Wednesday, May 09, 2018

Second of N posts on G4G13. Maybe

(Don't forget to vote for SIGACT posistions:here  9th workshop on Flexible network design, May 22-25 at College Park, here.)

My first poston G4G13 is arguably here. To see why its debatable, see that post.


In a Foxtrot cartoon (see here) Foxtrot has a glass which looks like it is half-full (or half-empty)
and asks people if its half-full or half empty. But the jokes on them!
The class is slightly angled so its actually 5/12 full (or 7/12 empty)
Given the area of the top and bottom What is the angle?
Generalize to other dimensions.

HEX PRIMES by Spandan Bandyopadhyay

Here is an alternative definition of primes that
lends itself to a generalization.

A number x is PRIME if when there is a rectangle with
integer sides and area x, one of the sides is 1.

Lets generalize this!

A number x is TRIPRIME if when there is a triangle with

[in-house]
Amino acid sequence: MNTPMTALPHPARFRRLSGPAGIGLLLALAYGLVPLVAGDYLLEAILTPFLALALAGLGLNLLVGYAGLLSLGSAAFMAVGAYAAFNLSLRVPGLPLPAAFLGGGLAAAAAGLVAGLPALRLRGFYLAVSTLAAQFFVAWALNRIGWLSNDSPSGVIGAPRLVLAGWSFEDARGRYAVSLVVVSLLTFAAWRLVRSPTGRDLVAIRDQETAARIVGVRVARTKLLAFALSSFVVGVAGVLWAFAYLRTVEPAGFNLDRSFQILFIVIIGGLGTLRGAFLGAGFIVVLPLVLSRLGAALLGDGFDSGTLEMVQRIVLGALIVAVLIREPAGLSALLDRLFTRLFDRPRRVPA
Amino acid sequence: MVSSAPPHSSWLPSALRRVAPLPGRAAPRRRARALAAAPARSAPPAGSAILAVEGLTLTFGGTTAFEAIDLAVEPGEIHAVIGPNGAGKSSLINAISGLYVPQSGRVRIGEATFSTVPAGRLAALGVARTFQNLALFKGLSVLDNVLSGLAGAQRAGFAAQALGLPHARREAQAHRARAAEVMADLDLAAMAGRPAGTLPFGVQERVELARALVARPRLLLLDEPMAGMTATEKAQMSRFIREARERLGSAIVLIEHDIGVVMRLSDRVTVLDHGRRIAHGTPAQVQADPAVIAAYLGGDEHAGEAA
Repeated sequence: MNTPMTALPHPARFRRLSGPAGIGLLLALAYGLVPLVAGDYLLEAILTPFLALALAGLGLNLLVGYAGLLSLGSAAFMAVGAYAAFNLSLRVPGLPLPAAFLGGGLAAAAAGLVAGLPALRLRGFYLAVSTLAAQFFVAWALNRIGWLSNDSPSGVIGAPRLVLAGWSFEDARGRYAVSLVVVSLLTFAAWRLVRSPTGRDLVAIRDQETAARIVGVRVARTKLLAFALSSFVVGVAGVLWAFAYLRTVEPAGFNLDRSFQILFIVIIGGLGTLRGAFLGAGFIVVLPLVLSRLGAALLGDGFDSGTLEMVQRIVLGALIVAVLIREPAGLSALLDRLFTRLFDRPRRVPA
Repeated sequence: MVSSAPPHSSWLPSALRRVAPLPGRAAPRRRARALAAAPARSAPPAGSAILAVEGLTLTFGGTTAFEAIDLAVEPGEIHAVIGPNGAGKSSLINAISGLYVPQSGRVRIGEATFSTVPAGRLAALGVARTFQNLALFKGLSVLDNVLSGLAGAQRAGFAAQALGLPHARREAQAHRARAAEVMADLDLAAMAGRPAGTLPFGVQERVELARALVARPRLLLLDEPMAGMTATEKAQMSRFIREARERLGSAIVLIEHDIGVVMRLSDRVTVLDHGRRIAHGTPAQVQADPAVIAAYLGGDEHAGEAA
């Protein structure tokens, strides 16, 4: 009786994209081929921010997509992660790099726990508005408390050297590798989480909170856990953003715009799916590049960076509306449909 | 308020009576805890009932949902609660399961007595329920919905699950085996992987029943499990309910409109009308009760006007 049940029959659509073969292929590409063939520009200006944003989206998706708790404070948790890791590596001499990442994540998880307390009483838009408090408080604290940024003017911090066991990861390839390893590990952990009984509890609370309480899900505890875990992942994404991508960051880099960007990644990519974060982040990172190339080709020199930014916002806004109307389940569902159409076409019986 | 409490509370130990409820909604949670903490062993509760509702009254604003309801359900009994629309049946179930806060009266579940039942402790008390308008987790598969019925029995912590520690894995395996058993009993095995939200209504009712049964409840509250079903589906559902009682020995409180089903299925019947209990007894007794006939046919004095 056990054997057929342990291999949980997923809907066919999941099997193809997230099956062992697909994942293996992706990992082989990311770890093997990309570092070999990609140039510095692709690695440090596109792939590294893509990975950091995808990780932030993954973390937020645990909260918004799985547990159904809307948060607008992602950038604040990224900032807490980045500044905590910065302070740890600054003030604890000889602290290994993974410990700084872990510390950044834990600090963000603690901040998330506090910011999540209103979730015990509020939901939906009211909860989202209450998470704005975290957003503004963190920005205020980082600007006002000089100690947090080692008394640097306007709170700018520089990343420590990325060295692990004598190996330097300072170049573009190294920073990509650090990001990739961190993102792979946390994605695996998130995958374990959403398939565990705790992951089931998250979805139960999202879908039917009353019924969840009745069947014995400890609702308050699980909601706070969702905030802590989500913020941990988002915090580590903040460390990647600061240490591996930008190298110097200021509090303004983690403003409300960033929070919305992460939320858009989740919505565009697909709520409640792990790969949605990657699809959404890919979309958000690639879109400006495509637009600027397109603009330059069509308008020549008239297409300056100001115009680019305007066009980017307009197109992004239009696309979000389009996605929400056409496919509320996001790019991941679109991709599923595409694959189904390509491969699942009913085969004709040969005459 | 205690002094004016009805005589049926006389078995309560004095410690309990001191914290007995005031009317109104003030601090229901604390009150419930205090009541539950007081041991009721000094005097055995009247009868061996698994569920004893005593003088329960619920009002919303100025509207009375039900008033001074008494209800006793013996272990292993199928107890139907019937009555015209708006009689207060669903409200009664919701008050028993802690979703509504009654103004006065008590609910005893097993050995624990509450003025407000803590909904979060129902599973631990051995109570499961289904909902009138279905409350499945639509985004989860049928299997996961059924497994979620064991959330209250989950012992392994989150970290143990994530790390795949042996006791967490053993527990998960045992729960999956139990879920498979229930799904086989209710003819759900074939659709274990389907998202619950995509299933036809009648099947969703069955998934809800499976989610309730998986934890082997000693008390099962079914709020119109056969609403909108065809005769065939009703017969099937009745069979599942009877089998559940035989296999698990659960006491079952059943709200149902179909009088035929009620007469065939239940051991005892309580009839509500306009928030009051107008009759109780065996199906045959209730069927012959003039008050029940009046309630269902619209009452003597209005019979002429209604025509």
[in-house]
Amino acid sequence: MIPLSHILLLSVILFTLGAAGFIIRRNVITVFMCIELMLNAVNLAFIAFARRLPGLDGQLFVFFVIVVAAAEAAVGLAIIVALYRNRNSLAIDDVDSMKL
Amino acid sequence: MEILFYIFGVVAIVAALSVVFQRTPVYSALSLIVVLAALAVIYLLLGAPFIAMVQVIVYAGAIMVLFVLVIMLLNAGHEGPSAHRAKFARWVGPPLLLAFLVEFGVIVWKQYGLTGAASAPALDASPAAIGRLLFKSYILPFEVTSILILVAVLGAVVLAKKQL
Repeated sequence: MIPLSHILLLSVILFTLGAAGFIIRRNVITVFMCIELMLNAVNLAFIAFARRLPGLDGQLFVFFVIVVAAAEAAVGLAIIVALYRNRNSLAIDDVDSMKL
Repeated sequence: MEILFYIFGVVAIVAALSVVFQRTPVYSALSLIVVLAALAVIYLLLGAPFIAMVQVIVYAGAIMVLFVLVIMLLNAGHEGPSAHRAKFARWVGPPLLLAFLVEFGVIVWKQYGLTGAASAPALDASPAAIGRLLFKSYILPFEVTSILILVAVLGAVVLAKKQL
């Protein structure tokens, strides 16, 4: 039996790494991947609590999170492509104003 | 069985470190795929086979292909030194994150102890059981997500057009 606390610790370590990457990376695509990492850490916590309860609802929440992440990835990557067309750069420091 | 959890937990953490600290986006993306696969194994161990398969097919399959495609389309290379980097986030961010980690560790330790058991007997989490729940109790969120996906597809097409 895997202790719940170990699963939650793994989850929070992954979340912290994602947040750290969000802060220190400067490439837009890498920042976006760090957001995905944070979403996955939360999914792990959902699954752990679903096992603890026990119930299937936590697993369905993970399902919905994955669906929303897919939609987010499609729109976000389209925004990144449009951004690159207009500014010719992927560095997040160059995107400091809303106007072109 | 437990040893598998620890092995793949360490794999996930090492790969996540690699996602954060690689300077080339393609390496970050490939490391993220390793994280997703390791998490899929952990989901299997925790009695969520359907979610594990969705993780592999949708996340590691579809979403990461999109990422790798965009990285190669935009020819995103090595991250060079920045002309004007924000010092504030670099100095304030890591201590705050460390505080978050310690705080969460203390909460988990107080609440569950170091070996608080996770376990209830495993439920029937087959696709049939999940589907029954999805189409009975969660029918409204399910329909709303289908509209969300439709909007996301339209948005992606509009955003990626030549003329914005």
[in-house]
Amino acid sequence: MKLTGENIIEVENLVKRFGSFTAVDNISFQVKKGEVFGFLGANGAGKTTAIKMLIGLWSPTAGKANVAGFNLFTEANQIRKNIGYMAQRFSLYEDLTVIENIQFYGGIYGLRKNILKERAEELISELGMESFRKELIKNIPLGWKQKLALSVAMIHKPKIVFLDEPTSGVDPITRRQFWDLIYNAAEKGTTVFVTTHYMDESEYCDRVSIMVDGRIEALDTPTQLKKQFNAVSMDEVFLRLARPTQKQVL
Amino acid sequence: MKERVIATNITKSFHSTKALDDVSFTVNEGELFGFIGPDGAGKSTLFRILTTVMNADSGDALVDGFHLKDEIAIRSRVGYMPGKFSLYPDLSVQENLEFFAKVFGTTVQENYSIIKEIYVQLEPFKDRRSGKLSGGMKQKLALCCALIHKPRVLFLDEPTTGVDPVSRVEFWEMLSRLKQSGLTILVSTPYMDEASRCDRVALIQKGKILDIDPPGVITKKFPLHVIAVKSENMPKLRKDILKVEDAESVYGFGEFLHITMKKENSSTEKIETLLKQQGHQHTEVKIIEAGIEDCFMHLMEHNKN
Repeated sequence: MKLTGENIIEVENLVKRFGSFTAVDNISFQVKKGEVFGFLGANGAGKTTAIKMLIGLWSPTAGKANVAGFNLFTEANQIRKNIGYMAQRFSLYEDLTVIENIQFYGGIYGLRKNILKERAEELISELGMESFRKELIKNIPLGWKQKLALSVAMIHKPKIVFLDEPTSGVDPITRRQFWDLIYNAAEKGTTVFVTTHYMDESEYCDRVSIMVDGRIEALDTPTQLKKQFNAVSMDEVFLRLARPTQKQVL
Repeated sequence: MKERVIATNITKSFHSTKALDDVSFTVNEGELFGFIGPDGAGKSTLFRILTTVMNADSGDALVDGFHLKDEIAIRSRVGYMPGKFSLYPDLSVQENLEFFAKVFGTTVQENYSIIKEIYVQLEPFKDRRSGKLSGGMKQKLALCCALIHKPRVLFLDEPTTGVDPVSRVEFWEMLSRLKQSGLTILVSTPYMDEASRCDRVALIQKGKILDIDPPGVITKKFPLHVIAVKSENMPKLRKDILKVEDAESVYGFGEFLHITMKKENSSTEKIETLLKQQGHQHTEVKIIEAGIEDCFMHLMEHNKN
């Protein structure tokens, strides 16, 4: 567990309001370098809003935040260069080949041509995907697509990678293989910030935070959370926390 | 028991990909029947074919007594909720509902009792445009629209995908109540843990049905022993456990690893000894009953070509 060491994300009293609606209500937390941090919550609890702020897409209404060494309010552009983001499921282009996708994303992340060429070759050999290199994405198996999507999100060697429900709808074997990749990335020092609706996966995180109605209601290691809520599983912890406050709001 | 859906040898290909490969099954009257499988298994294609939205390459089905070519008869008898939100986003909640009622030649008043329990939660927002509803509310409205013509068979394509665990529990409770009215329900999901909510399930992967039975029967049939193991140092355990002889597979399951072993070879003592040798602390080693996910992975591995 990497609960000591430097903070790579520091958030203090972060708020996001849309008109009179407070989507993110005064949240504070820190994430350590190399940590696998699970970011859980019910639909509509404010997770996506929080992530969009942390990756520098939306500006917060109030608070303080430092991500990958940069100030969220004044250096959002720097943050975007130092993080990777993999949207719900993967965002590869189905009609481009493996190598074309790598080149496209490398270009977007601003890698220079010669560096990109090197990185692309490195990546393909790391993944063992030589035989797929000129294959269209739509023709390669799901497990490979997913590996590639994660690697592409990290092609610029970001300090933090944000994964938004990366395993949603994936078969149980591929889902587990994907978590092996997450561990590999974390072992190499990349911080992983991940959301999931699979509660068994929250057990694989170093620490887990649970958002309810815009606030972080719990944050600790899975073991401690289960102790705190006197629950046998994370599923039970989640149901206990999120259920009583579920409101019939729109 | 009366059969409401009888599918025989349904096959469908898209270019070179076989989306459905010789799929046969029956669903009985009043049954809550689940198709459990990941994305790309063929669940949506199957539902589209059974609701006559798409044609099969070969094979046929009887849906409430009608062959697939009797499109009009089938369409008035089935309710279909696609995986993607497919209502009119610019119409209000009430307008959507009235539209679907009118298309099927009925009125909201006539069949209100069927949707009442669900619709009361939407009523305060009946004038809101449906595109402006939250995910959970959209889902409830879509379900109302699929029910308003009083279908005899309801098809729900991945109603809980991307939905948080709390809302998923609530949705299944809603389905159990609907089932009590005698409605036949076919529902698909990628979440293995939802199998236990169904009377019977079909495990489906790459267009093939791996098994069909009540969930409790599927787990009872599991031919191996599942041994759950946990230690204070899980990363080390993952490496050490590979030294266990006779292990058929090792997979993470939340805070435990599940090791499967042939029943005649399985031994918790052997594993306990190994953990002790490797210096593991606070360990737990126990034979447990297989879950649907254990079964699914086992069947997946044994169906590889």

integer sides of area x, one of the sides is 1.

Rather than use these prefixes we will go with

A number x is n-PRIME if when there is a convex n-gon with
integer sides and area x, one of the sides is 1.

HEXPRIMES are of course 6-primes.

The problem with 5-minute talks (maybe it should have been 6 minutes)
is that the concept is intersting but I didn't get to hear much
about them. And I could not find a paper on line. Note that this
conference has many non-academics for whome PAPERS are not the
basic currency so things are more informal. This is GOOD in that
its more of a free-for-all, but bad for follow up.
ALL of G4G12's are on You-Tube, so when that happens for G4G13,
I can follow up on this.

One thing I did manage to write down- 7 is the first HEX-composite.

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